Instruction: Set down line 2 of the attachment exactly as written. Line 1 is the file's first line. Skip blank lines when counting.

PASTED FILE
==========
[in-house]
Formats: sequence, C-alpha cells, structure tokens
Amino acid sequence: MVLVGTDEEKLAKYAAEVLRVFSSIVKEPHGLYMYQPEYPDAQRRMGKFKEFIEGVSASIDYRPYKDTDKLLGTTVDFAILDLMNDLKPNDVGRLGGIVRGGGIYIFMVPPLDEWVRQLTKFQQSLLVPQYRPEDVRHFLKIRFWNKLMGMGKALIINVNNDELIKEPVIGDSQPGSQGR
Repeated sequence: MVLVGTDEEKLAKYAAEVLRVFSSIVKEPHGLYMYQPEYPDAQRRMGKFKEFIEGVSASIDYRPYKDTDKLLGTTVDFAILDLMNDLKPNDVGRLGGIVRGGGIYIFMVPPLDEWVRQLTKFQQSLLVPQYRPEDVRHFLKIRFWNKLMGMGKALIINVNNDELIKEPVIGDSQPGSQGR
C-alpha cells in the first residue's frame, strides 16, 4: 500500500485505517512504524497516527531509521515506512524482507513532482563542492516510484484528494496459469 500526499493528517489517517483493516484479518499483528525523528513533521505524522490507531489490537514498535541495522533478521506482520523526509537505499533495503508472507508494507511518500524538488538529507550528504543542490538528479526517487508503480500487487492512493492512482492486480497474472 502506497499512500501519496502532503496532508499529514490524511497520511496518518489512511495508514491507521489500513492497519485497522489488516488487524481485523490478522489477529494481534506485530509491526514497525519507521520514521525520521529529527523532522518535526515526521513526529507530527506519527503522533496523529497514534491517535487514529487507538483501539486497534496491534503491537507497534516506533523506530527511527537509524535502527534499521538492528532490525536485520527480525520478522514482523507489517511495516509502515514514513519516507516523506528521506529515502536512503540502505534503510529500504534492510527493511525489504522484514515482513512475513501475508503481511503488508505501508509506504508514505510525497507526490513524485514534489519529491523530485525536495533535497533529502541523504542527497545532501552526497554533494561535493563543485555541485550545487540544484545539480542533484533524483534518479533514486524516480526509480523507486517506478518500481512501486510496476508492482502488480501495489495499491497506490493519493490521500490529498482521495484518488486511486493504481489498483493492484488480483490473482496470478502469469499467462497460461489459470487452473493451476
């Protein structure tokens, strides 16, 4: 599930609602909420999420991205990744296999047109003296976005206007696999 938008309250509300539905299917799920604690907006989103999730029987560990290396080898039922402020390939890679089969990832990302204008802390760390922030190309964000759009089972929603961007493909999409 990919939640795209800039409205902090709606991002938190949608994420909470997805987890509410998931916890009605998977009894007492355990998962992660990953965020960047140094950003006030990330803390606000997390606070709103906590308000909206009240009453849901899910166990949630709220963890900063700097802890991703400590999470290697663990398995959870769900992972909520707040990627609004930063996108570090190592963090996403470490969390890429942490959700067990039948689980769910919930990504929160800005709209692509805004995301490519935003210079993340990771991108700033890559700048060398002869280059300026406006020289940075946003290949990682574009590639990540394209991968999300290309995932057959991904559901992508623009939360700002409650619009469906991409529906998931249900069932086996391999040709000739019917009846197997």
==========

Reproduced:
Formats: sequence, C-alpha cells, structure tokens